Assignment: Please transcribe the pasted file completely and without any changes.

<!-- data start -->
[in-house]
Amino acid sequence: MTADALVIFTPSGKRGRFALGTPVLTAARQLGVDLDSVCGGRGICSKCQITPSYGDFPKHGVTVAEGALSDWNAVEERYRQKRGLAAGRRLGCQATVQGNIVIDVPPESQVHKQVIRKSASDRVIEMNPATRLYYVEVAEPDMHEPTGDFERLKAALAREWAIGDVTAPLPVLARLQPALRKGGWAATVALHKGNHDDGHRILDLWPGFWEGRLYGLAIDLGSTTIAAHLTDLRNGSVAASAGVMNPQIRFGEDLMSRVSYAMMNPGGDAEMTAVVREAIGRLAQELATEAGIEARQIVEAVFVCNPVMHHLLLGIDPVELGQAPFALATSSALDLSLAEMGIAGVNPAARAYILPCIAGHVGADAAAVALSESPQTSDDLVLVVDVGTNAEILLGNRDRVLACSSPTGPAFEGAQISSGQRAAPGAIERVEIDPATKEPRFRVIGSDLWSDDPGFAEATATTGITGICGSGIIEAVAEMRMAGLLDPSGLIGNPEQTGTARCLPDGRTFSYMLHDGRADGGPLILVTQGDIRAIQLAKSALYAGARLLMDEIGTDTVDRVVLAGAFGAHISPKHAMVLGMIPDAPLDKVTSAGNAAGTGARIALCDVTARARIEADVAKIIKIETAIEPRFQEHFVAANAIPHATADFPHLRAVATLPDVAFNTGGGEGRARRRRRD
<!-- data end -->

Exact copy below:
[in-house]
Amino acid sequence: MTADALVIFTPSGKRGRFALGTPVLTAARQLGVDLDSVCGGRGICSKCQITPSYGDFPKHGVTVAEGALSDWNAVEERYRQKRGLAAGRRLGCQATVQGNIVIDVPPESQVHKQVIRKSASDRVIEMNPATRLYYVEVAEPDMHEPTGDFERLKAALAREWAIGDVTAPLPVLARLQPALRKGGWAATVALHKGNHDDGHRILDLWPGFWEGRLYGLAIDLGSTTIAAHLTDLRNGSVAASAGVMNPQIRFGEDLMSRVSYAMMNPGGDAEMTAVVREAIGRLAQELATEAGIEARQIVEAVFVCNPVMHHLLLGIDPVELGQAPFALATSSALDLSLAEMGIAGVNPAARAYILPCIAGHVGADAAAVALSESPQTSDDLVLVVDVGTNAEILLGNRDRVLACSSPTGPAFEGAQISSGQRAAPGAIERVEIDPATKEPRFRVIGSDLWSDDPGFAEATATTGITGICGSGIIEAVAEMRMAGLLDPSGLIGNPEQTGTARCLPDGRTFSYMLHDGRADGGPLILVTQGDIRAIQLAKSALYAGARLLMDEIGTDTVDRVVLAGAFGAHISPKHAMVLGMIPDAPLDKVTSAGNAAGTGARIALCDVTARARIEADVAKIIKIETAIEPRFQEHFVAANAIPHATADFPHLRAVATLPDVAFNTGGGEGRARRRRRD